Investing 2% of global GDP into ten key sectors can kick-start a transition towards a low carbon, resource efficient Green Economy, a new United Nations Environmental Programme (UNEP) report suggests.
The sum, currently amounting to an average of around $1.3 trillion a year and backed by forward-looking national and international policies, would grow the global economy at around the same rate, if not higher than those forecast under current economic models.
It comprehensively challenges the myth of a trade-off between environmental investments and economic growth and instead points to a current 'gross misallocation of capital'. The report suggests the green economy model would deliver higher annual growth rates within five to ten years than a business-as-usual scenario.
The report sees a Green Economy as not only relevant to more developed economies, but as a key catalyst for growth and poverty eradication in developing ones too, where in some cases close to 90% of the GDP of the poor is linked to nature or natural capital such as forests and freshwaters.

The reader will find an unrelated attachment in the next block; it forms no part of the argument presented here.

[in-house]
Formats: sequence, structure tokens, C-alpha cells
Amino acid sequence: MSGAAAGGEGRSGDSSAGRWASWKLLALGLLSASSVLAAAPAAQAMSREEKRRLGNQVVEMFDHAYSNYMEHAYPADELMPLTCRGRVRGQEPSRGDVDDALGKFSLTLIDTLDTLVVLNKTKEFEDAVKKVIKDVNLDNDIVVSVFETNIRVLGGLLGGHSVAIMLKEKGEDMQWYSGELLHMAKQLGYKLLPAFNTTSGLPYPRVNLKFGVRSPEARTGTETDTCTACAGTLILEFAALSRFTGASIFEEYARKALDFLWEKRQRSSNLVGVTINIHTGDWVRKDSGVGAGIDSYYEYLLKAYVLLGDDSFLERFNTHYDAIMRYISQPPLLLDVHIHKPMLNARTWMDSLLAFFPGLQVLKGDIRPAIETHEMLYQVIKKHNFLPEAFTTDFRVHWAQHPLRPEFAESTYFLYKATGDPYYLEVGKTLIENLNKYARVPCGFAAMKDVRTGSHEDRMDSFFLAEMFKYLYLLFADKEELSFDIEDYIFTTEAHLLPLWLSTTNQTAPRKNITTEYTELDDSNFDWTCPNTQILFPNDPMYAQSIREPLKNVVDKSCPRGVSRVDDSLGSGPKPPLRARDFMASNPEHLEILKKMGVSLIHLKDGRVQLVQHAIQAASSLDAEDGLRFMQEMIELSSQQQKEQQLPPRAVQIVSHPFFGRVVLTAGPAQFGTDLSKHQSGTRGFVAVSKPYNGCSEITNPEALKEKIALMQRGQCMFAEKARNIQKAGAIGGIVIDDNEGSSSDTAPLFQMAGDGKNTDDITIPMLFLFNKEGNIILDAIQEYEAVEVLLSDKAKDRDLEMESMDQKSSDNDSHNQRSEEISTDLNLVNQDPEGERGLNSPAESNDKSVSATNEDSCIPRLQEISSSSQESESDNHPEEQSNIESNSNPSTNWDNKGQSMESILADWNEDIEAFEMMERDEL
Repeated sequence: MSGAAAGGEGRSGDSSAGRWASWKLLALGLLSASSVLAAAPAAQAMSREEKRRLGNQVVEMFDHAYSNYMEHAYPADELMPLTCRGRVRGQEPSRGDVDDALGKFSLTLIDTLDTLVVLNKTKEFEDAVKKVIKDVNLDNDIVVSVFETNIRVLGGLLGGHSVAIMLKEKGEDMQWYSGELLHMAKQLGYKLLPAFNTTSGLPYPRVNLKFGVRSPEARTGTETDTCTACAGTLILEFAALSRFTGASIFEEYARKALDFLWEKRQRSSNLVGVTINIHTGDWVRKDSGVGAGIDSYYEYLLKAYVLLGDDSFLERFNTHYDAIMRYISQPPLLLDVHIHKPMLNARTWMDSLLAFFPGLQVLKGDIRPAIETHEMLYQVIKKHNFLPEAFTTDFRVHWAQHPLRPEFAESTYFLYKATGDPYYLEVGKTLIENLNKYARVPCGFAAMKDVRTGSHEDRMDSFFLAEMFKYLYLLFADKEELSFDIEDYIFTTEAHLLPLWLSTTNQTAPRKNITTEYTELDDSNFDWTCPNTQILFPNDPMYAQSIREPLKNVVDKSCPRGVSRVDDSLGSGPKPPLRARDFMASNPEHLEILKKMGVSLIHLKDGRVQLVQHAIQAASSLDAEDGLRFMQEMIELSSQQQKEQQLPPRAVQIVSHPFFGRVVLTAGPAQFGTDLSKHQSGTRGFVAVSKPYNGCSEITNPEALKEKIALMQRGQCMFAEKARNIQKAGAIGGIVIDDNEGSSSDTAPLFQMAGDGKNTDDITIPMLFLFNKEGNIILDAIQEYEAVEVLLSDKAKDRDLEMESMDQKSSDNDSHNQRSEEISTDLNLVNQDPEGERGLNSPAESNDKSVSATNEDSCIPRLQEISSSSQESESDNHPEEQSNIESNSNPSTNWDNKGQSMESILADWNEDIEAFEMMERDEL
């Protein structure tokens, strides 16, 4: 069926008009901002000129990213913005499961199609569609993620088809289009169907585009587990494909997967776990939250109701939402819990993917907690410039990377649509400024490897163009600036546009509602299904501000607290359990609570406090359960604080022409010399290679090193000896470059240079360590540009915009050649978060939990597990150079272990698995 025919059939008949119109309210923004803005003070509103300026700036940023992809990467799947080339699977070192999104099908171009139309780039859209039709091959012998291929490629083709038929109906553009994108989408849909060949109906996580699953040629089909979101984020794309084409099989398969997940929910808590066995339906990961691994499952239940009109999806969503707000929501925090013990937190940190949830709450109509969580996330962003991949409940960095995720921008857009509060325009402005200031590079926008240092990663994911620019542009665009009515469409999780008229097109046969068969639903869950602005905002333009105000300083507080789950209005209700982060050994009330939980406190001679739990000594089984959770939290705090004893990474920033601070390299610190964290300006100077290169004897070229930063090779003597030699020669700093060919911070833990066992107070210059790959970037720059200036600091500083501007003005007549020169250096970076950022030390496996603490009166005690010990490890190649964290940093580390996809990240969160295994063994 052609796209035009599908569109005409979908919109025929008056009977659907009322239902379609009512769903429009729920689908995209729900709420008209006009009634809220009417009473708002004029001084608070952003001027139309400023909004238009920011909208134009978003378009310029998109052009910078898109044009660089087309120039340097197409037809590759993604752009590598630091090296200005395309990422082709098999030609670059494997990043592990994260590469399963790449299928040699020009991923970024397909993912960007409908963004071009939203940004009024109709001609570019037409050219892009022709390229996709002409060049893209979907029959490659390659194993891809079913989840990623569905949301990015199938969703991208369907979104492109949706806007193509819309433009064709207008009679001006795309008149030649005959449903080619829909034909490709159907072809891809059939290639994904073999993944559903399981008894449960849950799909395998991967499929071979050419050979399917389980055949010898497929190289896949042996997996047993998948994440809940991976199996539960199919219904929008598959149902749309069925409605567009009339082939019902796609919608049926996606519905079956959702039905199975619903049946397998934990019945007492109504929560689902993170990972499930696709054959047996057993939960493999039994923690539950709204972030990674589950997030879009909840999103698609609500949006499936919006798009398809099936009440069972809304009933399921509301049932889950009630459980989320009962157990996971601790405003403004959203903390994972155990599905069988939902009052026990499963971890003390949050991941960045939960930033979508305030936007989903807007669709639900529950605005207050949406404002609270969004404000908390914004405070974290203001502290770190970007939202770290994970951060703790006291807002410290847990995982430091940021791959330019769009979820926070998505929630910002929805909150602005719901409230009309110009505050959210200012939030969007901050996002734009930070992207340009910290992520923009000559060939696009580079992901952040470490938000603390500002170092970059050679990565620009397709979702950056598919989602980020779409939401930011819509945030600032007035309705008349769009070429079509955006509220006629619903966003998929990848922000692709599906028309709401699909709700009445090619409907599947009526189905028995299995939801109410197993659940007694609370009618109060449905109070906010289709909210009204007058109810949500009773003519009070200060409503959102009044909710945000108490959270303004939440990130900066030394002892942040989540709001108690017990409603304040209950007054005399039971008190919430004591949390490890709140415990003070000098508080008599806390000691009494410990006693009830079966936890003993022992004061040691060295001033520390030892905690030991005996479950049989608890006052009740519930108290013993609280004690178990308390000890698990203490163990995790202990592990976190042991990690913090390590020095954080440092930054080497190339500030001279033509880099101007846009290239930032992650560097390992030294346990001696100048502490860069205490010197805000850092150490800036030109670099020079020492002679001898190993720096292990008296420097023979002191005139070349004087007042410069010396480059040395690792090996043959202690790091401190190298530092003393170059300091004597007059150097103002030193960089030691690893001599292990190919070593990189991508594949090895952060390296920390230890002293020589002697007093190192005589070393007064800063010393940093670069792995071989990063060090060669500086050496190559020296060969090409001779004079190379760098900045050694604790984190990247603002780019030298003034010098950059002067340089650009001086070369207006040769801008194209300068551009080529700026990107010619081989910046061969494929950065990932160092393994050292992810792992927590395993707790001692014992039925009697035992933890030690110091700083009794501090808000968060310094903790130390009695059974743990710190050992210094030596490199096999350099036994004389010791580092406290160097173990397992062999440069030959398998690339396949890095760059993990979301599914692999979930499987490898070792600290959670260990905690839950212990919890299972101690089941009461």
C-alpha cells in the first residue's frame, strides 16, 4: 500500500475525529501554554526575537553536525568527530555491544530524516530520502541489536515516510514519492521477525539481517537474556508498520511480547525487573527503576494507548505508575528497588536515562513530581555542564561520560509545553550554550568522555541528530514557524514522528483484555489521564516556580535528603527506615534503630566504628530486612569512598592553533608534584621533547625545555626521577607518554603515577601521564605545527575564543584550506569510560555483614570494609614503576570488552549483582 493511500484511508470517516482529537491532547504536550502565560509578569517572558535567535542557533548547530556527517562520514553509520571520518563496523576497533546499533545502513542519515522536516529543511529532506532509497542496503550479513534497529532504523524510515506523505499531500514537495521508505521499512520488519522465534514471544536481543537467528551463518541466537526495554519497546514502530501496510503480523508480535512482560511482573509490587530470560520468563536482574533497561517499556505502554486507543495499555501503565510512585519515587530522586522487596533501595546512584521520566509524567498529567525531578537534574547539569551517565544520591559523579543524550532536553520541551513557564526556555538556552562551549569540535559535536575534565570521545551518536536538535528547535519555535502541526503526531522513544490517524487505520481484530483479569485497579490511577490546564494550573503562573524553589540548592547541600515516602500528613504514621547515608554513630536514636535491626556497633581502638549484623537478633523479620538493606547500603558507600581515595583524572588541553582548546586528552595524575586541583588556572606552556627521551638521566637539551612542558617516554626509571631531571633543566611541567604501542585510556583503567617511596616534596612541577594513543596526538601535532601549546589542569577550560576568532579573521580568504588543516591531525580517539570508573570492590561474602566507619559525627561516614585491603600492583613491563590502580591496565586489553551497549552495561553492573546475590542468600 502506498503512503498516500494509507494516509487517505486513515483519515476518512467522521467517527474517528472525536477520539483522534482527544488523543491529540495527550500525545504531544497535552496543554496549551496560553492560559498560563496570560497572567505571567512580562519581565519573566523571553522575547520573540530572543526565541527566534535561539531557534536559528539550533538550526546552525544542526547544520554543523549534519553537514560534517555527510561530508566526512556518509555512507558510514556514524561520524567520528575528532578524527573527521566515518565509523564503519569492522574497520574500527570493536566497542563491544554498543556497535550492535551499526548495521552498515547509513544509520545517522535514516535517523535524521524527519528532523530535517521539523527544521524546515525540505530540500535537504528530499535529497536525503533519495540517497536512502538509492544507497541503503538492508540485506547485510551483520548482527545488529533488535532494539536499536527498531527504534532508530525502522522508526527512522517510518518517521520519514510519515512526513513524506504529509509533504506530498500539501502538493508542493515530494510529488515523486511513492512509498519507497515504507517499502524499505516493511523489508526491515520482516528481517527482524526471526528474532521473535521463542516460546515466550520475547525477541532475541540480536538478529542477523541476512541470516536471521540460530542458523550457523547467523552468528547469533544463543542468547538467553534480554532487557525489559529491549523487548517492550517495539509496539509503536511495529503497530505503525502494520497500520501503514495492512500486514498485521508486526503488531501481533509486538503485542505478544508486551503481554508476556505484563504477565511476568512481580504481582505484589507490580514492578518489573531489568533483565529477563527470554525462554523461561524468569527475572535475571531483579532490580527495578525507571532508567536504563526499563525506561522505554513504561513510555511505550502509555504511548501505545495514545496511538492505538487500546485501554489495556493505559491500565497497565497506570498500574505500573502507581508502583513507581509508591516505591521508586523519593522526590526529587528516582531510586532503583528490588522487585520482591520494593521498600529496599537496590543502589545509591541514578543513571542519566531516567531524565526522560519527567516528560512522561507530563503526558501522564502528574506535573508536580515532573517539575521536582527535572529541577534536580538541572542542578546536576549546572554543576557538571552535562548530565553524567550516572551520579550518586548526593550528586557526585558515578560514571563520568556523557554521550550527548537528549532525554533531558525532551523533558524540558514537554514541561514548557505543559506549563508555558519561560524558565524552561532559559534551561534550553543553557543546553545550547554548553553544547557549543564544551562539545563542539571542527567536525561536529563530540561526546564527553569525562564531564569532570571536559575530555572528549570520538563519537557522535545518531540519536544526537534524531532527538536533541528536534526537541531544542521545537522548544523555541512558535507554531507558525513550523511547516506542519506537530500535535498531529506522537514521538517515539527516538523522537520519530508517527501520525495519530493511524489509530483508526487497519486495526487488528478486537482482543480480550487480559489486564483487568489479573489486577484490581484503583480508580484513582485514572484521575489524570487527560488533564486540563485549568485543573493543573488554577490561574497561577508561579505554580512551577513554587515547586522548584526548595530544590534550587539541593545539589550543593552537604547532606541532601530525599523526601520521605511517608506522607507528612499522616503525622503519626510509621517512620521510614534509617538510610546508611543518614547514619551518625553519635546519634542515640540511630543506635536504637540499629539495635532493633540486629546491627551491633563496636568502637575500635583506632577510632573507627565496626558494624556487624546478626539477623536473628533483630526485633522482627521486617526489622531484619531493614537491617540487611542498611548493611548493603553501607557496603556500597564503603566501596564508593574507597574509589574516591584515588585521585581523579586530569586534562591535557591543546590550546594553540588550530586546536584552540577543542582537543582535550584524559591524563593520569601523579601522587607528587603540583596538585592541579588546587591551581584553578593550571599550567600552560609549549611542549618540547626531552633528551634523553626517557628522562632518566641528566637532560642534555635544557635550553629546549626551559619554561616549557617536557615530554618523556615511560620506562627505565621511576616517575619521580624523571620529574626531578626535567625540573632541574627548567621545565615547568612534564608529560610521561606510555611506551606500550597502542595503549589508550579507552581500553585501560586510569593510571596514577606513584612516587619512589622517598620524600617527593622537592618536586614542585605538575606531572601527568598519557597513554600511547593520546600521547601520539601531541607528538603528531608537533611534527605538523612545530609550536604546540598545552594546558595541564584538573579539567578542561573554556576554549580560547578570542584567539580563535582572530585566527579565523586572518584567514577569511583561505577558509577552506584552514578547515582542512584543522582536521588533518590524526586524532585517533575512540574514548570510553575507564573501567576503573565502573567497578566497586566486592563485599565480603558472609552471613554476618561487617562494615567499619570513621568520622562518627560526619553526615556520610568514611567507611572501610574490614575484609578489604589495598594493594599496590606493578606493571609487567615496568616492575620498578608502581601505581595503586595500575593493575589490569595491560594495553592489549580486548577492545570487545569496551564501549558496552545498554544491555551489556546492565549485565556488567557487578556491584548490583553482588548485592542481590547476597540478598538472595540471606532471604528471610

The authors recommend a number of investments with the money generated from the 2% GDP, including:
- $108bn on greening agriculture, such as encouraging and supporting smallholder farms
- $134bn on the building sector, including improving energy efficiency
- $110bn on improving fisheries, including reducing the capacity of the world's fishing fleet
- $15bn on forestry, with 'important knock-on benefits for combating climate change'
- almost $110bn on both water and waste, including sanitation and recycling.
The findings are being published at the 26th session of Unep's Governing Council/Global Ministerial Environmental Forum, which is being held in Nairobi, Kenya, until 24 February 2011. This new UNEP Report underlines the sustainable public policy and investment path on the road to Rio+20 in 2012.
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